These people can write a letter for you expressing, if true, your remorse, insight and shame.
This can significantly increase the chances of avoiding a conviction.
Significantly, a referee may also express your good character, with examples of things he/she has seen you do.
Good character letters can come from family, friends, charity, and/or your employer.
Each letter may express the effect a conviction will or will likely have on your job, your income and on any loved one’s who rely on you to drive or to derive an income.
It is also a good idea to draft for an offender to draft and use a letter of apology in court expressing any genuine remorse, shame and insight.
In traffic cases, it is a good idea to enrol and complete an accredited traffic offenders’ program before the sentence date.
Negotiate to drop or downgrade charges
By analysing the police evidence, you may be able to pick out all the holes in their evidence. Having picked out all the holes in the police evidence, you can then include this in a letter to the prosecution outlining strong reasons why the charge(s) should either be dropped or downgraded to a less serious offence (this is called ‘legal representations’ which is a formal process to commencing negotiations with the prosecution).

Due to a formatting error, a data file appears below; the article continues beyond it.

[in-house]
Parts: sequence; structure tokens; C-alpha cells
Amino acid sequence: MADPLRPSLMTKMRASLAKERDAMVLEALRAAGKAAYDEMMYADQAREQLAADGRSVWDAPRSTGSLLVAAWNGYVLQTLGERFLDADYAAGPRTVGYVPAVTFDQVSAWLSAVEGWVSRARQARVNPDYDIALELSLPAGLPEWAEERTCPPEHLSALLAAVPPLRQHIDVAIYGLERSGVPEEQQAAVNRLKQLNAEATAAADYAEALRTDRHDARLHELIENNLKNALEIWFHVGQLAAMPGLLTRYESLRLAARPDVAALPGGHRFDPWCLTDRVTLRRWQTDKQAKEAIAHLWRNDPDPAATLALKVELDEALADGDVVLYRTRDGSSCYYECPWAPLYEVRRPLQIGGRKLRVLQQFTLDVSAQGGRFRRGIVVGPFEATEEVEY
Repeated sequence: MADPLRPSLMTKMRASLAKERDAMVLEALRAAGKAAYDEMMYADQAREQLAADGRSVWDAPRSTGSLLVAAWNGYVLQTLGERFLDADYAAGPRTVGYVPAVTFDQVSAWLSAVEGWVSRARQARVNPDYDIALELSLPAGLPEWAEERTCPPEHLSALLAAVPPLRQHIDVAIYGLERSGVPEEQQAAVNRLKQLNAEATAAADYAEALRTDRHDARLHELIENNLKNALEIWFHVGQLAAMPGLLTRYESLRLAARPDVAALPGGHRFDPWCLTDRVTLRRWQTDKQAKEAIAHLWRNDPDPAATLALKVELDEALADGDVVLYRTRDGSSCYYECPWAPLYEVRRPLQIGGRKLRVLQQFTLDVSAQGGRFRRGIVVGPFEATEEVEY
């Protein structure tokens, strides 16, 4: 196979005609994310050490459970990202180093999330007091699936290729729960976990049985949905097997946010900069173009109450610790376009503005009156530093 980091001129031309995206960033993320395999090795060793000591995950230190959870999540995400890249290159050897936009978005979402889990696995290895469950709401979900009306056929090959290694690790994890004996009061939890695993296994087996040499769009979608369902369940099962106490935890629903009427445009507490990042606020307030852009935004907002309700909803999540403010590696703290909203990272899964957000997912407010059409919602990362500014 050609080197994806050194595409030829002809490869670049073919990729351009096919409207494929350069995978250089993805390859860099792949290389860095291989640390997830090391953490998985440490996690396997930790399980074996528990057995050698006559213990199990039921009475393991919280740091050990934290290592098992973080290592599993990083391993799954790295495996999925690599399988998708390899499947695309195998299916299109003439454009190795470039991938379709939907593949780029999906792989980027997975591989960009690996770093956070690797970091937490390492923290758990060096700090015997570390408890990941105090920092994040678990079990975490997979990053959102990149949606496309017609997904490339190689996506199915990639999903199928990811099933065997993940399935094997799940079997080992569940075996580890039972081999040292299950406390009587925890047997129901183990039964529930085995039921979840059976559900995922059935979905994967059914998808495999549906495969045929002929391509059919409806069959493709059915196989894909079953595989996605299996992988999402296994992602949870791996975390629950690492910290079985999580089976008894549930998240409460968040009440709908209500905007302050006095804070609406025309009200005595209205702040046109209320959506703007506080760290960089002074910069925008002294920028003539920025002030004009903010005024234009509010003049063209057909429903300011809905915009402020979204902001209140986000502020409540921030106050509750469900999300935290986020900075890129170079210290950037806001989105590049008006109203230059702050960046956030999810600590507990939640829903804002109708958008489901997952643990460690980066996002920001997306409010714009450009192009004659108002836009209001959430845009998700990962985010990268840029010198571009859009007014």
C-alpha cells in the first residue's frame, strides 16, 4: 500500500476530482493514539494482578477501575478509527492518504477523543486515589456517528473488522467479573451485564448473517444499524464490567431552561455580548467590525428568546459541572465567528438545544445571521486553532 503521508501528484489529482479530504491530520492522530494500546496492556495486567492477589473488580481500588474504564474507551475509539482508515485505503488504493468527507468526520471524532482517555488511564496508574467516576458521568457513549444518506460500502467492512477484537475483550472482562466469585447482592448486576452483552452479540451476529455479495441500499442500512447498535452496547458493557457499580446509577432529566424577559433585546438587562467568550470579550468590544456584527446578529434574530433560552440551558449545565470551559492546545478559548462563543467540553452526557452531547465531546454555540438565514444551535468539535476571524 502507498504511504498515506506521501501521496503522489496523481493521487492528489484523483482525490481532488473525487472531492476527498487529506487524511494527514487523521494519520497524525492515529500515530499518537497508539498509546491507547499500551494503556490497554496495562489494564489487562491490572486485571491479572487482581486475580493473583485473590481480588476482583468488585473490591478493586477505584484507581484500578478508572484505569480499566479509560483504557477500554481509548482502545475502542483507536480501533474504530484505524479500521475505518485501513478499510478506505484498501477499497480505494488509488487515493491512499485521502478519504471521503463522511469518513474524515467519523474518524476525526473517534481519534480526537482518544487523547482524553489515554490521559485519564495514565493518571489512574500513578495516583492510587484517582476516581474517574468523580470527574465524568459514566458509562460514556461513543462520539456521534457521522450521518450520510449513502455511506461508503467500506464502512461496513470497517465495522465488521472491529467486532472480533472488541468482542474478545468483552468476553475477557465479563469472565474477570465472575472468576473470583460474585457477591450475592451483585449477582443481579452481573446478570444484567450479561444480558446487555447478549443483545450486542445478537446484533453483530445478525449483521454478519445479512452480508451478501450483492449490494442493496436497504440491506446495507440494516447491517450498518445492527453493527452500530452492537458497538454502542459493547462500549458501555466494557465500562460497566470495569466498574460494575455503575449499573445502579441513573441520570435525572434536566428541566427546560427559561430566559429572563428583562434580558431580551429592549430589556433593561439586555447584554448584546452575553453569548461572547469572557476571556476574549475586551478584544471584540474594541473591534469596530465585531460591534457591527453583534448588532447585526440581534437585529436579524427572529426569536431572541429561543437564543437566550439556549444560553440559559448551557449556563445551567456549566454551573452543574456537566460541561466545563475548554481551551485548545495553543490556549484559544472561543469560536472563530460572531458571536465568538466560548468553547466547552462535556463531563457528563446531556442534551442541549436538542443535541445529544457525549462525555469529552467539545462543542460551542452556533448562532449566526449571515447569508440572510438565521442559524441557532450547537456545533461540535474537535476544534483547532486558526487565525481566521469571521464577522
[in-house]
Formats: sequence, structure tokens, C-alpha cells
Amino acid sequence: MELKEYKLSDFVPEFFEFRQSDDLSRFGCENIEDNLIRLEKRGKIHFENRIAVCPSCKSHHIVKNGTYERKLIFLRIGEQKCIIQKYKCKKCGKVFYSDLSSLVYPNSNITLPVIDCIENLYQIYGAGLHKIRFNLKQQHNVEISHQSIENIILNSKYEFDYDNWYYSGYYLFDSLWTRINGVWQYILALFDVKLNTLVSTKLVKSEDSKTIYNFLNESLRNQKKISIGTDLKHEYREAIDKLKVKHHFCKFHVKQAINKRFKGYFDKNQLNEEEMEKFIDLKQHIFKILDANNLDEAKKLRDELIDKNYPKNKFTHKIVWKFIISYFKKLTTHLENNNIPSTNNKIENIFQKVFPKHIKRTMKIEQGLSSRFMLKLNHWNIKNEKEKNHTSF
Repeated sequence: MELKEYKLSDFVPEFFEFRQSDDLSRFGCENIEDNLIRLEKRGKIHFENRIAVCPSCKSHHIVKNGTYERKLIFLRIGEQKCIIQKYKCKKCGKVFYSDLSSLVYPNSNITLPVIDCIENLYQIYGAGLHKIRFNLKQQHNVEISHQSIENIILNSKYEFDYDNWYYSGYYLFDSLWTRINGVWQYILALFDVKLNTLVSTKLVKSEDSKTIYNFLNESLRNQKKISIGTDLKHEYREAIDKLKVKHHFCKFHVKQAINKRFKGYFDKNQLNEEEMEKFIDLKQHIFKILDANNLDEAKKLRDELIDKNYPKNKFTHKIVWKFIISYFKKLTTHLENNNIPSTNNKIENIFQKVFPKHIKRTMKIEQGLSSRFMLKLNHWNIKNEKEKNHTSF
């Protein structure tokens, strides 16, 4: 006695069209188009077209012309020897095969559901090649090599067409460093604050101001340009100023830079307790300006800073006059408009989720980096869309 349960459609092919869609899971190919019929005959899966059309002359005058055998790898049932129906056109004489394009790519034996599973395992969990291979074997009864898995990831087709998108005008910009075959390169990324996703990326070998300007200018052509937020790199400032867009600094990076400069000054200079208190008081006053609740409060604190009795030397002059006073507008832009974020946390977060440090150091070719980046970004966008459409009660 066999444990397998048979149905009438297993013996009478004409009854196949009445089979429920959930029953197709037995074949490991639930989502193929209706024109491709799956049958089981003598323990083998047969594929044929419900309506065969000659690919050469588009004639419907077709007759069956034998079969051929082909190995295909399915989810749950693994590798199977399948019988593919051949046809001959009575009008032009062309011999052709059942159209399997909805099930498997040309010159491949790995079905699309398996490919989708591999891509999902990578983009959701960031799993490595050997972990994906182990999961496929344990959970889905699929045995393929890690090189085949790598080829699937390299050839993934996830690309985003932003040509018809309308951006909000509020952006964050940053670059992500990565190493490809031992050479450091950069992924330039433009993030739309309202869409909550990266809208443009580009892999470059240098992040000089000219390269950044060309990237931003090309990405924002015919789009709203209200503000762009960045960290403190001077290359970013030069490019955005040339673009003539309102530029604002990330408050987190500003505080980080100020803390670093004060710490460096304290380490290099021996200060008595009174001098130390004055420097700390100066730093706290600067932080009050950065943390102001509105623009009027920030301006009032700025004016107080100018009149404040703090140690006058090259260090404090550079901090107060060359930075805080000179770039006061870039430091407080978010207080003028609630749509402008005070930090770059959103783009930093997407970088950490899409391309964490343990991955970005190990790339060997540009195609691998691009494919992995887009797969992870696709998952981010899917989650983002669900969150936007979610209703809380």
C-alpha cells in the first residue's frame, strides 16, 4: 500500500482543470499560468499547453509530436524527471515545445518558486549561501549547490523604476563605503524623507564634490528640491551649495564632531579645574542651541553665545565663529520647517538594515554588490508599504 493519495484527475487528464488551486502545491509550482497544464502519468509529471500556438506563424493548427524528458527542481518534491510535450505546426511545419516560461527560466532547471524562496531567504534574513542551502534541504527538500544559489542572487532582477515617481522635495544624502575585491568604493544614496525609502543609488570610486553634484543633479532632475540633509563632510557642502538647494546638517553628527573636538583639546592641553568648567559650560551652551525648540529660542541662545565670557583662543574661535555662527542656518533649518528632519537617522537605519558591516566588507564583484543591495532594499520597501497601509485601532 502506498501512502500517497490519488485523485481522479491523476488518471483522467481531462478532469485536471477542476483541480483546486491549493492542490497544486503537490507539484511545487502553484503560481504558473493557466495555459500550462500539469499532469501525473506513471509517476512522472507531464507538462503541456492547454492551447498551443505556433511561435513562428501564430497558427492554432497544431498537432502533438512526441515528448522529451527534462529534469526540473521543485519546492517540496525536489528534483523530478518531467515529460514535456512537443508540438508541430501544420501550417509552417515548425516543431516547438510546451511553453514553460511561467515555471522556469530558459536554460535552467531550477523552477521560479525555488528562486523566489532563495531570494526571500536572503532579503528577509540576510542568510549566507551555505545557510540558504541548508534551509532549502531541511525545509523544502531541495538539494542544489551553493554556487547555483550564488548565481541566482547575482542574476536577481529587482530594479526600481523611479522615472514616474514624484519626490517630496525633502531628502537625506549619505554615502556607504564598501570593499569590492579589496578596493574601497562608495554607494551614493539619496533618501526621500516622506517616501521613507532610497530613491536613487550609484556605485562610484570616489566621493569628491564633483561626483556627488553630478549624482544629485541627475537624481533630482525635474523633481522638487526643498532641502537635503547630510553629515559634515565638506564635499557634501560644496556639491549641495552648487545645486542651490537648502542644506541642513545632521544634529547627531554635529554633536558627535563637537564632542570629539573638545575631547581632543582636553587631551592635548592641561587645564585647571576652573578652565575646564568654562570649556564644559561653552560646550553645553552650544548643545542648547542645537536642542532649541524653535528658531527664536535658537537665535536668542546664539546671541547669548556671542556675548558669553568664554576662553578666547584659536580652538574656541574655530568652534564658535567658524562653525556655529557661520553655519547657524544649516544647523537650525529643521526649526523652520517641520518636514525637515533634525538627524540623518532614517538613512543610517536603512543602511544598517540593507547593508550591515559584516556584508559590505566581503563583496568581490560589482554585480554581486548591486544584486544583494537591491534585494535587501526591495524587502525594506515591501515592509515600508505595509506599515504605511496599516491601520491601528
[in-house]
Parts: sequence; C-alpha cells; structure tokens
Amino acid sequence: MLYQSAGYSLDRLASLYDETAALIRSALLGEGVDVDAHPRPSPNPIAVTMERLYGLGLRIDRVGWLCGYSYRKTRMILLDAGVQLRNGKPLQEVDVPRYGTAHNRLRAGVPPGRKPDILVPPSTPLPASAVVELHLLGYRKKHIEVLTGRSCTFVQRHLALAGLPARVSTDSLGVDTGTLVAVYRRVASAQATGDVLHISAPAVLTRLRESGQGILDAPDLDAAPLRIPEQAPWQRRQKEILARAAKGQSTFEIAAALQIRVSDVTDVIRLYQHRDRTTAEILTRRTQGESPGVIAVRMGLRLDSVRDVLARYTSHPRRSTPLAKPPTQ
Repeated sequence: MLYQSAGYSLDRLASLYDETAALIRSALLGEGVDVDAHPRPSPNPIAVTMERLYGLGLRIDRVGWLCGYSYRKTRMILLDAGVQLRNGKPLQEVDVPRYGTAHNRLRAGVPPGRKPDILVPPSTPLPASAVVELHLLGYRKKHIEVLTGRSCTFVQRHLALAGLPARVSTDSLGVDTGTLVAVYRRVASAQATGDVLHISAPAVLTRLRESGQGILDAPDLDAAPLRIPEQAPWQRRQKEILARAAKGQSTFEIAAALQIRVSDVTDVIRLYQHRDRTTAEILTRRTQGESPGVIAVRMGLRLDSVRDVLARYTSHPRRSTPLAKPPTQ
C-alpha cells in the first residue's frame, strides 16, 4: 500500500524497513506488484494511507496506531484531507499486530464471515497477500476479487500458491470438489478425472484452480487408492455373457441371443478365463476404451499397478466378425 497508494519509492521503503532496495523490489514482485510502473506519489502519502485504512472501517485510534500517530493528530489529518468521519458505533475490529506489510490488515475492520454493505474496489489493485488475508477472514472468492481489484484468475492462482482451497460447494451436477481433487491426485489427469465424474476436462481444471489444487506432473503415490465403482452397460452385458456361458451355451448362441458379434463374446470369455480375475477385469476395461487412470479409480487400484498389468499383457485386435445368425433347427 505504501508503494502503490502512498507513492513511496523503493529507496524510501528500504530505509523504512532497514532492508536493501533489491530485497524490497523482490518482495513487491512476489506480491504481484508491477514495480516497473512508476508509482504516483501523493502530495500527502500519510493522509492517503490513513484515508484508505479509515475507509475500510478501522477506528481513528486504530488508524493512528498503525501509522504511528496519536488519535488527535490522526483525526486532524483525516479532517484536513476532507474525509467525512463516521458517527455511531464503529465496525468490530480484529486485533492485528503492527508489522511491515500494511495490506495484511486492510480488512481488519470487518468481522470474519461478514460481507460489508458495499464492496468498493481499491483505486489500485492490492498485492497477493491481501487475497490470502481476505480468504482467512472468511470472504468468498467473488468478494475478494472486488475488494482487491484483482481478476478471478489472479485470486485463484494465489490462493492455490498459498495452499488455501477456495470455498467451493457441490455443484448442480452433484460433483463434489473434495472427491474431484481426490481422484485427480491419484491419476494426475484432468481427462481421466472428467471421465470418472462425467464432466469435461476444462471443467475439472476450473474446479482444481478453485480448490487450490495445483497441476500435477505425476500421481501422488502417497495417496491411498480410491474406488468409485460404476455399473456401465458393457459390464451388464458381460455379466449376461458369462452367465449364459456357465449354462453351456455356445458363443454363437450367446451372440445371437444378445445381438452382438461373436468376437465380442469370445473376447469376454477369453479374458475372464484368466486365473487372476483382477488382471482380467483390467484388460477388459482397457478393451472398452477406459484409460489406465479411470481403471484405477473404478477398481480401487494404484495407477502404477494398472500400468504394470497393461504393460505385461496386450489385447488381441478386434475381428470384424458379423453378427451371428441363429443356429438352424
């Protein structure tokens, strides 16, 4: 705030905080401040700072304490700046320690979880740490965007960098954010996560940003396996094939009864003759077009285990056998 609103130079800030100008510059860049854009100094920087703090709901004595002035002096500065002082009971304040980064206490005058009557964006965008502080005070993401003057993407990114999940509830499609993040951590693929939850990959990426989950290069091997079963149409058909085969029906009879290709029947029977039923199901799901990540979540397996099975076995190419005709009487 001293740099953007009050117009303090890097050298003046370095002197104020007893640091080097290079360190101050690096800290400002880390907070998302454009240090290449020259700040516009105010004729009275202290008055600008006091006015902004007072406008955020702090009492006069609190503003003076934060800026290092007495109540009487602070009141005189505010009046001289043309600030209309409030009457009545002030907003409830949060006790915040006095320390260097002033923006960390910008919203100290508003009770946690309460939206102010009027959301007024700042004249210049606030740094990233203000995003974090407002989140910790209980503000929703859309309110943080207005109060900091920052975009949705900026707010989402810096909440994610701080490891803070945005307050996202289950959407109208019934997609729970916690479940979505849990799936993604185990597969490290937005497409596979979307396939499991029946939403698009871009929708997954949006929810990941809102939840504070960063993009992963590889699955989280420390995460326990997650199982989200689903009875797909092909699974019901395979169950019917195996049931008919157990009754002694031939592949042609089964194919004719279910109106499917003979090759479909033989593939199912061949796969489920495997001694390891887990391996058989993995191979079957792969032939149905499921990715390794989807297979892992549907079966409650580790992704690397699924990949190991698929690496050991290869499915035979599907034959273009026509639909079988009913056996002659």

If you are successful in negotiations, the charge may be dismissed or downgrade. If the charge is downgraded, your chances of getting a non-conviction increases where you plead guilty.
Negotiate the police facts
By pointing out all the holes in the police evidence, you may be able to convince police to change parts or all of the police facts sheet, which the Judge or Magistrate will end up reading right before determining an appropriate sentence to impose.
The police facts can be changed to be more accurate and favourable to your case in a sentence, putting you in a better light, which can significantly increase your chances of avoiding a conviction after pleading guilty.